If you’re a cat lover, you’re probably hard-pressed to find anything but “purrfection” with these furry felines. Cats are cuddly but aloof, sweet but sassy, and independent but funny.
That’s right — cats are marvelous pets. Cats even groom themselves. They are generally very clean creatures. Clean, that is, until they decide not to use the litter box. Oops.
If your Fluffy is urinating outside the box, you’re not alone. Urinary issues are a frequent feline problem. This may be frustrating, but keep in mind that your cat is not a “bad cat” and is not doing this to spite you.
Be patient with your kitty. Resolving the problem involves identifying and addressing the underlying cause.
Sometimes, cats urinate outside the box because they are sick. Their bladders may hurt, or they may have kidney disease or diabetes.
Contrary to common belief, cats with urinary issues do not always have an infection. Urine tests can help determine if an infection is present and if antibiotics are indicated.
Painful bladders in cats may be caused by inflammation, crystals, infection, stones or tumors. Affected cats may urinate frequently, straining and crying out while doing so. They may seek cool surfaces such as tile floors or bathtubs. If your cat urinates on a white surface, you may notice that it is blood-tinged.
Your veterinarian can help identify what is causing your cat’s painful bladder. Urine tests, blood tests, and imaging with X-rays and ultrasound may be needed. It is important to identify the cause of painful bladder because each has a different treatment.
Bladder inflammation in cats is complex and often caused by stress. Activities such as rearranging furniture, having guests or adding a new pet can trigger stress-induced bladder inflammation. This brain-to-body signal is very real for Fluffy, causing the bladder wall to thicken and become painful and bleed.
For many cats with bladder inflammation, environmental enrichment can reduce their stress and help their bladders heal. The Ohio State University has researched this extensively and has information online at indoorpet.osu.edu.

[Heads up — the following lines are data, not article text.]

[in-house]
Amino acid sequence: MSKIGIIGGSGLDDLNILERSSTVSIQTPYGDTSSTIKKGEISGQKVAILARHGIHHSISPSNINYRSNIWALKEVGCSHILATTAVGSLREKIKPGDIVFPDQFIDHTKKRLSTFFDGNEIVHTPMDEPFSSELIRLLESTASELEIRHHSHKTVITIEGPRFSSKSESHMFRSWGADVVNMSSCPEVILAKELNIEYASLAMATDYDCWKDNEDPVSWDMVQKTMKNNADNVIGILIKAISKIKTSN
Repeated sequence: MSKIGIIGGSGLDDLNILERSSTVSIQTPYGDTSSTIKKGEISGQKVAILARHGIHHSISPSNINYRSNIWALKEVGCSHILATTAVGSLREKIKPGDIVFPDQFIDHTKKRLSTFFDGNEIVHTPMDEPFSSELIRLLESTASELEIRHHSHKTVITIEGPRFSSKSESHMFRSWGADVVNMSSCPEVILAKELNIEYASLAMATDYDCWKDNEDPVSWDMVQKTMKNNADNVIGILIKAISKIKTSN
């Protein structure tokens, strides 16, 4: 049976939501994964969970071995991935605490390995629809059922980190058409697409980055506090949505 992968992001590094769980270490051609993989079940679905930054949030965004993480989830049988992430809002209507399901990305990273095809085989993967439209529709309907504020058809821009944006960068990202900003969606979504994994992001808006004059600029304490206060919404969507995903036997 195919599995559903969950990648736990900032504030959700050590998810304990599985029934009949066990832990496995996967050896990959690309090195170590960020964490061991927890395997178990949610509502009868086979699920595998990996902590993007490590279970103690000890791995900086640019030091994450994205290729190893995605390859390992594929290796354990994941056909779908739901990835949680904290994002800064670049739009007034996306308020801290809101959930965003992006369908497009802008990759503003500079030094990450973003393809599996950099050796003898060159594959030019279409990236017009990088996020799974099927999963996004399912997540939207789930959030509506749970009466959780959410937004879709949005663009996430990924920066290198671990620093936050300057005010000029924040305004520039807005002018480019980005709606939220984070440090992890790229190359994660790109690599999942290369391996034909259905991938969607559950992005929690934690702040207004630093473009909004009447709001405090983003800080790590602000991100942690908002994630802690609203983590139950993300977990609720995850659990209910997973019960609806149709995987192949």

Sometimes, bladder inflammation can be managed with dietary changes. Your veterinarian can recommend a therapeutic diet designed to help with bladder issues such as urine crystals.
Bladder stones mimic other causes of bladder discomfort. Imaging with X-rays or ultrasound is necessary to diagnose stones. Although treatment for bladder stones depends on the mineral composition of the stones, many cats with bladder stones require surgery to get better.
In addition to bladder pain, cats may decide not to use the litter box because they are not happy with the “bathroom” you have provided for them. Cats may be finicky about litter type. There are choices regarding scent, clumping ability and texture. Find a brand your cat likes, and stick with it.
If your Fluffy likes to dig in the litter, that’s a good sign that you’ve made a good litter choice. Cats that do their business in the box, then hop out and scratch outside are telling you they are barely tolerating your litter choice. In general, cats like clumping, unscented litter, so that’s a good place to start.
Cats can also be particular about their litter box. Many commercial litter boxes are too small. If your cat doesn’t like the box you have chosen, try using a bigger plastic storage bin. Older arthritic cats appreciate a box with lower sides because high sides may be too painful to climb over.
Even litter box location can be an issue. Don’t hide your litter box in an inconvenient place, such as the basement. Fluffy may think it’s not worth the effort to climb all the way downstairs and may choose your closet or guest room as an easy bathroom alternative. Basements can also be scary for cats, with furnaces powering on without warning. Find quiet, convenient litter locations for your cat to encourage Fluffy to use them.
Also make sure you have enough litter boxes. Adhere to the Golden Rule: one more box than there are cats in your home. Each box should be in a different location in the house. This increases convenience for your cat and prevents a dominant cat from guarding all the boxes at one time. Daily scooping is also important because cats do not like dirty litter.
If your cat is senior and abnormal urinating issues are a new problem, a complete medical workup is warranted. Arthritis is common in older cats and can make litter box access painful. Diabetes, kidney infections or other kidney disease can cause cats to produce more urine, and may manifest as accidents outside the box. Identifying illness early is important in managing the disease.
You can help Fluffy maintain her clean habits by providing good litter box options. If your kitty continues to avoid the box, it’s time to see your veterinarian.
Dr. Heidi Bassler practices at Bassler Veterinary Hospital at Crossroads Plaza in Salisbury. Do you have questions for her? Send them to firstname.lastname@example.org.